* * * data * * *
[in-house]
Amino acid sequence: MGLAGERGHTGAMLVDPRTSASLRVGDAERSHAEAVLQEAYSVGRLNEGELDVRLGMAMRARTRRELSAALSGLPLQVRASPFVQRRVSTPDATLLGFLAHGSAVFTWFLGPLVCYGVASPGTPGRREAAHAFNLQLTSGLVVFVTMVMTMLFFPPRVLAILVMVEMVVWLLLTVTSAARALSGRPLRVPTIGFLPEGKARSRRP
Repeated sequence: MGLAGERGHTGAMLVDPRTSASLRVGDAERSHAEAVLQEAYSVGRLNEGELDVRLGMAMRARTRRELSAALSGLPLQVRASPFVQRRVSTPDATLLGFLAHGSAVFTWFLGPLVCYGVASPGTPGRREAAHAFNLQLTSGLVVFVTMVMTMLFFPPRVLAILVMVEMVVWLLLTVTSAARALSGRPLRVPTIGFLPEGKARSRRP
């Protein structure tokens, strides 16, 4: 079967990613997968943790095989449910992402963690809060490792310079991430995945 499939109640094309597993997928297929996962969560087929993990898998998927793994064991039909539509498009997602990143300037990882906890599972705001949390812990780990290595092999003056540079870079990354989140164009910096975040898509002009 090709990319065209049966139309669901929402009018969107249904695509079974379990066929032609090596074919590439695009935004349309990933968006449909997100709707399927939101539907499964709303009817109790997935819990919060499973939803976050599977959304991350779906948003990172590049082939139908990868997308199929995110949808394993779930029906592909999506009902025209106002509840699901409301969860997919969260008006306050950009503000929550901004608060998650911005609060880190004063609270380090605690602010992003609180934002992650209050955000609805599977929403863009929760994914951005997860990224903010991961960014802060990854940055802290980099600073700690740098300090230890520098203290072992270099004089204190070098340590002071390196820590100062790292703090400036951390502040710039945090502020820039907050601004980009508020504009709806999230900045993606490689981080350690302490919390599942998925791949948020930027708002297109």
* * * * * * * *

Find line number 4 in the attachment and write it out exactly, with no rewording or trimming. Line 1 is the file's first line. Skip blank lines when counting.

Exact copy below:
């Protein structure tokens, strides 16, 4: 079967990613997968943790095989449910992402963690809060490792310079991430995945 499939109640094309597993997928297929996962969560087929993990898998998927793994064991039909539509498009997602990143300037990882906890599972705001949390812990780990290595092999003056540079870079990354989140164009910096975040898509002009 090709990319065209049966139309669901929402009018969107249904695509079974379990066929032609090596074919590439695009935004349309990933968006449909997100709707399927939101539907499964709303009817109790997935819990919060499973939803976050599977959304991350779906948003990172590049082939139908990868997308199929995110949808394993779930029906592909999506009902025209106002509840699901409301969860997919969260008006306050950009503000929550901004608060998650911005609060880190004063609270380090605690602010992003609180934002992650209050955000609805599977929403863009929760994914951005997860990224903010991961960014802060990854940055802290980099600073700690740098300090230890520098203290072992270099004089204190070098340590002071390196820590100062790292703090400036951390502040710039945090502020820039907050601004980009508020504009709806999230900045993606490689981080350690302490919390599942998925791949948020930027708002297109």